Last month’s total UK retail footfall was 0.4% down on a year ago – but better than the 2.8% fall in June, according to the latest monitor from the British Retail Consortium (BRC)-Springboard.
Covering the four weeks from July 3 to July 30, the numbers reveal that high street footfall increased for the second time in three months, up 0.3% in July, which is better than the 3.7% drop in June. Footfall in retail park locations decreased for the second consecutive month, down 0.3% year-on-year. Footfall in shopping centres continued to decline, falling 2% in July, up on the 2.3% decline in June.
BRC chief executive Helen Dickinson said the statistics “remain lacklustre, with total footfall down again. Retailers will have taken comfort from the fact that recent BRC figures show that total sales grew over the same period.
“Given the decline in footfall is slowing and high street locations actually reported an increase in shopper numbers of 0.3%, some retailers in some locations may have some reasons to be cheerful.”
Of greater cause for concern, she said, is the rise in the national town centre vacancy rate to 10.1% in July, up from 9.6% in April.
“After a long run of shop vacancies being below 10%, seeing them rise over that threshold once again will be a bitter disappointment to many.
“Today’s figures should serve as a wake-up call. If property costs in general, and business rates in particular, continue ever upwards, we should all be concerned about the impact on our local communities up and down the country.”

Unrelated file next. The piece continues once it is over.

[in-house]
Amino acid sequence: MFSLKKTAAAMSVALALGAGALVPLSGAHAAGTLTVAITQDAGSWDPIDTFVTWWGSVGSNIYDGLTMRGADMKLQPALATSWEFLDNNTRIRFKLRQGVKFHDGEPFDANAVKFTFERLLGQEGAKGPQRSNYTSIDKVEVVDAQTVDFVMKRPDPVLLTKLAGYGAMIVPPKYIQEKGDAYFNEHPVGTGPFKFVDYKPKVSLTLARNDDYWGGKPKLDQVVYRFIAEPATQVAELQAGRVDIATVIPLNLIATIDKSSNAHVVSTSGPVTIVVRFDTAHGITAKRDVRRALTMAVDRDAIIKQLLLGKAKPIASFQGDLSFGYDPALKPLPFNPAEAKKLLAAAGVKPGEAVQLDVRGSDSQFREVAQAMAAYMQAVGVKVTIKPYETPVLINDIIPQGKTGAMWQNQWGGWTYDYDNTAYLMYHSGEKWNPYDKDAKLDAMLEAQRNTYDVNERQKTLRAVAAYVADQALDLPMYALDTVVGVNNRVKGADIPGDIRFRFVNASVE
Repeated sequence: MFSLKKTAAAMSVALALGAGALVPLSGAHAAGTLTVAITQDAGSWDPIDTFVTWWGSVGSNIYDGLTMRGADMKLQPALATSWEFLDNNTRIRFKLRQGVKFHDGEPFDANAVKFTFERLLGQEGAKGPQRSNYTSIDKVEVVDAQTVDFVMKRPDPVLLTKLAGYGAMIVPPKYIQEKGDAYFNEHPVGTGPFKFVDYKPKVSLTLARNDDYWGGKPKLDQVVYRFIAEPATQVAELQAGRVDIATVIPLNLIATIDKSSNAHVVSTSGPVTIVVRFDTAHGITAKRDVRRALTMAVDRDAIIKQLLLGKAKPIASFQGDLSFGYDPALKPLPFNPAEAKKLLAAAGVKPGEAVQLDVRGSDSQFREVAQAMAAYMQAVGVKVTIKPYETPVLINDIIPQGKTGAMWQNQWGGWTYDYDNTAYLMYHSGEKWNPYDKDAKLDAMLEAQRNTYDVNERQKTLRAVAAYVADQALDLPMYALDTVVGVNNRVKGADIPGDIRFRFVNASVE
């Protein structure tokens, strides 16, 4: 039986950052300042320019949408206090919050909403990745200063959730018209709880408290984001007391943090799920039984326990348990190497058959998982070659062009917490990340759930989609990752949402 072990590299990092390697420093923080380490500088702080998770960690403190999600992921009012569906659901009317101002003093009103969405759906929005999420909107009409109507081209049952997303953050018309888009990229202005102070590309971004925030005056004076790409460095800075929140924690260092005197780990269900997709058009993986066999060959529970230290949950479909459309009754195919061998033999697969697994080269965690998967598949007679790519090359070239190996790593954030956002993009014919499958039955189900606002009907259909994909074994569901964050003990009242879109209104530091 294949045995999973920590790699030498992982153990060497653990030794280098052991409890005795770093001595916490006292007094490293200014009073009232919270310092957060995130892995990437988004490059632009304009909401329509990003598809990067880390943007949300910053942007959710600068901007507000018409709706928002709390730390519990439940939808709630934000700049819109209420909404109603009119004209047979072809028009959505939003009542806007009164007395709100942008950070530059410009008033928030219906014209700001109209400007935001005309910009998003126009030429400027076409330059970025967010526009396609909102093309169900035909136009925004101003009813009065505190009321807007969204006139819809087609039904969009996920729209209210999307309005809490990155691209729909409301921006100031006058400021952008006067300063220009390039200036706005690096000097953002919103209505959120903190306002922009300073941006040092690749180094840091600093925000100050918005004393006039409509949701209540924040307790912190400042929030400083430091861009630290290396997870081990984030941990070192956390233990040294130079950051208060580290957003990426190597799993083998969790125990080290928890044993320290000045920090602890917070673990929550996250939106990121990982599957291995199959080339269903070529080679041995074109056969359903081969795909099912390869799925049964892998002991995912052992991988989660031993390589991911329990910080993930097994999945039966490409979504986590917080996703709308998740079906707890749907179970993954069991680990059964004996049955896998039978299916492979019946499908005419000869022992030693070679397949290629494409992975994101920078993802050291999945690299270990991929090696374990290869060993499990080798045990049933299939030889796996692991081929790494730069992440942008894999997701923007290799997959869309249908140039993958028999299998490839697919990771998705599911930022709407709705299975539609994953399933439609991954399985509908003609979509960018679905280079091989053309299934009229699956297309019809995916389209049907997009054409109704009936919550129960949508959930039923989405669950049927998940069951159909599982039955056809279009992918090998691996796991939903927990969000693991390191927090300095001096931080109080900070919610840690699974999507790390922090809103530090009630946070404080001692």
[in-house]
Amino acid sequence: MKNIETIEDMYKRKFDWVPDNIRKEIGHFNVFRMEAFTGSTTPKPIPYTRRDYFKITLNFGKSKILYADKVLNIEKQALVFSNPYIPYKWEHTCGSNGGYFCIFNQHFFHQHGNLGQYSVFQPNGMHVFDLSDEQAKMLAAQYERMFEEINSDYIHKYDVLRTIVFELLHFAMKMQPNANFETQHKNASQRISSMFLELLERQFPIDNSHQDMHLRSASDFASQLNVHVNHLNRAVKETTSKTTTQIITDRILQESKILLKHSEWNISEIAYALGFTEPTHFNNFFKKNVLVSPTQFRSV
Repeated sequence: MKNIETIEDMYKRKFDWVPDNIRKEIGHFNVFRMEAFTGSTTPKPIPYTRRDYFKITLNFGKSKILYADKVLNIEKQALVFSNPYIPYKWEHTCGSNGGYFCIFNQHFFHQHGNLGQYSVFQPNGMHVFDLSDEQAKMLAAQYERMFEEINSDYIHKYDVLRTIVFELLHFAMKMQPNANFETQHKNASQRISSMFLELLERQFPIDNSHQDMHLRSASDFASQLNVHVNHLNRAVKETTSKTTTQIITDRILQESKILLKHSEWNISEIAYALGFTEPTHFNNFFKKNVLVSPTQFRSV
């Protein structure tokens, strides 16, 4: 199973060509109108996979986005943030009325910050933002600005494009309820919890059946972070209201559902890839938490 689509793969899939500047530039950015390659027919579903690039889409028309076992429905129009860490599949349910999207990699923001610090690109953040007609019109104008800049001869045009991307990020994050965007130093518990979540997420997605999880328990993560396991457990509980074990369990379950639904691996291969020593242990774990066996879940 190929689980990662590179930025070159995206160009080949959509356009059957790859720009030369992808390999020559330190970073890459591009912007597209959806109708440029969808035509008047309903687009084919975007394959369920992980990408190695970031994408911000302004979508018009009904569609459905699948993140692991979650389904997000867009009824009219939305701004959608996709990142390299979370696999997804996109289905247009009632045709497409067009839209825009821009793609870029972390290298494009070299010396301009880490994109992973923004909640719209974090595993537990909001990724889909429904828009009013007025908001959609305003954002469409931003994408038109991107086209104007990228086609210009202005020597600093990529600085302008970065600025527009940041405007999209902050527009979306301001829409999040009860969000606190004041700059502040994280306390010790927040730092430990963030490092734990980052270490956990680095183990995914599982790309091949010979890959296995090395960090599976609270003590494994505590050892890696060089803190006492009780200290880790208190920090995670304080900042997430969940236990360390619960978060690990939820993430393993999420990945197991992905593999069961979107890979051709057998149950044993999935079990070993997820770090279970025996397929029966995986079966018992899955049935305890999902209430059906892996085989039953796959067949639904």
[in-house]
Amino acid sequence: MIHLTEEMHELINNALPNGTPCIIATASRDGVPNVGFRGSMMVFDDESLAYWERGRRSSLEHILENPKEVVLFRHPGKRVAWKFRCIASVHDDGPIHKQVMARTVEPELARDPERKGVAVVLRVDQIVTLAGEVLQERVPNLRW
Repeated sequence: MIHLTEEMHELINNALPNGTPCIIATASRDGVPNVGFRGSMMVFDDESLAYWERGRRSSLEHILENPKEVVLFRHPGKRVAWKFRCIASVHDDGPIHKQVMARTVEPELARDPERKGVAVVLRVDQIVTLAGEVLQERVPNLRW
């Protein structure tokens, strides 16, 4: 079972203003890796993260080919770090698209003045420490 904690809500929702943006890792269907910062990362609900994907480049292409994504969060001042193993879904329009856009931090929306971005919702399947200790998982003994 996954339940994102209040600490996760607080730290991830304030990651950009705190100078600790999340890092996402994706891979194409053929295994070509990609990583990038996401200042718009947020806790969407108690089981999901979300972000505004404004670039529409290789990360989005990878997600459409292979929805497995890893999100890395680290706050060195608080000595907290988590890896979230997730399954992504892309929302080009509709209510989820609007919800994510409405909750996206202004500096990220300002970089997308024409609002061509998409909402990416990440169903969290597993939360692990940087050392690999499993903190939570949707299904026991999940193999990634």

Diane Wehrle, marketing and insights director of Springboard, added: “July saw a break in the clouds in some retail areas, with better weather and strong end of sale discounting of up to 70% off helping to improve high street footfall, which was up 0.3%.
“Some high streets in London and other major cities saw the changes in exchange rates produce increased spend from overseas visitors.
“However, after 29 months of consecutive growth in footfall for out-of-town locations up until May, July followed June’s pattern of a slight footfall decline of 0.3% and shopping centres were down by 2%.”
Turning to the national town centre vacancy rate of 10.1%, she commented: “This is the highest vacancy rate since April 2015, after which the rate remained below 10%.
“The April to June quarter can prove irregular, as post-Christmas pop ups and temporary stores disappear from the high street. And the EU referendum and political and economic uncertainty of the last quarter will have deterred some retailers from taking on leases.
“The next quarter’s figures will be the ones to watch to get a clear picture on any continued increase in vacancy rates, which would be concerning for town centres across the UK.”
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